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Learning The Rotes
Some of us remember being read to as a child. We had our favorite books. We could say all the words on the coming page before the page was turned. But we were not in school yet and had not learned to read.

We learn a lot by repetition. The times table, the alphabet, the elements of the periodic table, to name a few. Learning by repetition or rote is acquiring a skill without the need to understand any underlying complicated theory. You do not have to “get it” to score a hundred on the test. This method can be good discipline, and sharpen your mind as you stretch you brain to receive series of numbers, formulas and laws. Game shows thrive on contestant’s expertise for rote.

In our computer age there is less reason to memorize- just look it up or type it into the calculator. Most people have not learned things that a generation ago were necessary or just plain common knowledge. (What is my body temperature supposed to be and my blood pressure is what?) A lot of tests in school were geared to those who could memorize the best and spill the same thing back on to paper in a limited amount of time. Those who did not excel at this method had report cards that made them look less than desirable to college scholarship awarders. Yet those same people will be repairing the computer the “smart ‘ person cannot fix. There is definitely a place for different forms of learning in our human world.

How now for the horse world? With what kind of learning technique do horses excel? Is that wood chewing a spiritual desire to be reincarnated as a termite? Does knocking down another fence rail show an innate longing to be an architect?

Years ago horses were used for agriculture, transportation and war mounts. I remember sitting astride a broad equine back as a tree was dragged from one lumberman to the other. The horse would work with purpose and wait while the log was hooked or unhooked, yet seemingly doing the job on his own. When cars made an appearance on the back roads, my grandparents had an awful time teaching their team to start working on the now “right “ side of the road.

Horse’s minds are very moldable to repetition. It seems to be the preferred method of learning and maybe indeed the most practical. They seem to want to adapt, and feel comfortable or content in activities that are constant. Even when it was a difficult and dangerous repetition. Take the charging into battle- not for the faint of heart. (Whips and spurs and strong bits were often introduced in these scenarios to encourage the animal to face the situation. We now use these tools to get around a dressage ring, hunter course or just down the local trail. Hmmmm.)

Horses that perform the disciplines they are presented with today may or may not be enjoying themselves. Is nonresistance proof of enjoyment? If a person with more power grabbed my arm, wrenched it behind my back, and told me to dance- I would dance. If he did that everyday for prolonged periods, I would eventually put my own arm behind my back when I saw him coming, to spare him the trouble. My arm would get used to the position and I would probably improve my dance steps. Can you picture this and extend the picture to horse life?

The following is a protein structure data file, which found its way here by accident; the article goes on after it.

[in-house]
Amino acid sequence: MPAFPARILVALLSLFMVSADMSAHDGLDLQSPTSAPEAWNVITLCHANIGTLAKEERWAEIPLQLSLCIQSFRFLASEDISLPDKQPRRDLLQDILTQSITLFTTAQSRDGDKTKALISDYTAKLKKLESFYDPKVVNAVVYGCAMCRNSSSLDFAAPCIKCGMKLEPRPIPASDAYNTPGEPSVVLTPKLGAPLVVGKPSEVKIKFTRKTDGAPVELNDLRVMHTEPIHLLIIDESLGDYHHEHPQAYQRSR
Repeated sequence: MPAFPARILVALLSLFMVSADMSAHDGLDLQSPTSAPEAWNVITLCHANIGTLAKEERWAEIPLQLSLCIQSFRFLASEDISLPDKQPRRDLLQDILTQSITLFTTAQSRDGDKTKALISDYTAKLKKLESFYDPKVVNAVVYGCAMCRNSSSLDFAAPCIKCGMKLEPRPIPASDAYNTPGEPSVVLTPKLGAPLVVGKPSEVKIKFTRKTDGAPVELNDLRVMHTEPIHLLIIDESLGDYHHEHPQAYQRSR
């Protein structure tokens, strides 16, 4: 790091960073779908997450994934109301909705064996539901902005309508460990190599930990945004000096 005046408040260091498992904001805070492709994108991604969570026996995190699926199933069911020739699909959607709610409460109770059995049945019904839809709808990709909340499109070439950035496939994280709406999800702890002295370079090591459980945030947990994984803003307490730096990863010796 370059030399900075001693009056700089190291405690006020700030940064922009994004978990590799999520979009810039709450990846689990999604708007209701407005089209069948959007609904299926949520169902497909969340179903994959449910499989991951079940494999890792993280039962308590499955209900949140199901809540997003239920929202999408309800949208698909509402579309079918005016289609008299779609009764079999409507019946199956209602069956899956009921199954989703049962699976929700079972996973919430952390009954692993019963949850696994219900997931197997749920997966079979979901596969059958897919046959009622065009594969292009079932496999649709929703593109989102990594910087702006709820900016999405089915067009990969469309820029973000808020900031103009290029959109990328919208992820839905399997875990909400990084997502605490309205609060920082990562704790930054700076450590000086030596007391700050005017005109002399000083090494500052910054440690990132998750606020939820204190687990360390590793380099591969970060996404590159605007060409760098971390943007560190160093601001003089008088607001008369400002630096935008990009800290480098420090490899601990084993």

I have seen horses adopt positions on their own. When “waking up” from a standing sleep they will arch their neck until the head almost touches the chest, and a hind leg will come up under the body and then stretch out behind to full extension.

When a horse has practiced some activity or has been genetically endowed with traits- (where he should hold his head, how fast or slow to go, which stall is his) and has it down pat, is it desirable or beneficial to the horse to change that behavior? Or if the animal has not had certain body parts touched in their entire life- what kind of repetition is needed to get it to another comfort zone? Repetition can be severe, light or the whole gamut in between. To what extent should we go to retrain the animal? The gaited horses are a pleasure to ride but you do not see too many of those around here. They do not understand the need to change to a hunter/jumper or western pleasure mount. There is no shame in that.

I have feet that naturally turn out- but my left knee dost protest. I have been encouraged by a physiotherapist to practice moving straighter. Is this according to my natural bent - no. Is it beneficial - yes. So I do it.

Some habits that are dangerous can be remodeled or removed. A Chinese proverb says it takes 10,000 repetitions to form a habit and 30,000 to break it. Who’s going to be paying for that? Will it be the owner with money and time because the habit has been engrained for the last 2 years or the trainer and horse because he has to cure that habit in 30 days?

I believe that life is all about experiencing change and growth and that it is not always pleasant. I have also decided that there are certain things I will not do to get a horse or human to change. So there are clients that I will encourage to go elsewhere to achieve their goals.

I enjoy seeing an animal look a certain way that is appealing to my desires or do an activity that it is mentally and physically geared to do. They can learn and perform as designed. As long as the design is not too humanly contrived (some narrow headed dogs give me cause me for worry), I can usually watch the proceedings.

Two quotes help to dictate my actions. “Train up a child in the way he should go and when he is old he will not depart from it.” “A righteous man regards the life of his beast”.

Success to me is not whether I am doing what those at the top of their game are doing. After the towers in New York were hit in September 2001, a lot of successful people were coming down the stairs to escape. Those on the way up were those I believe to be the great ones.

- Ann Allen

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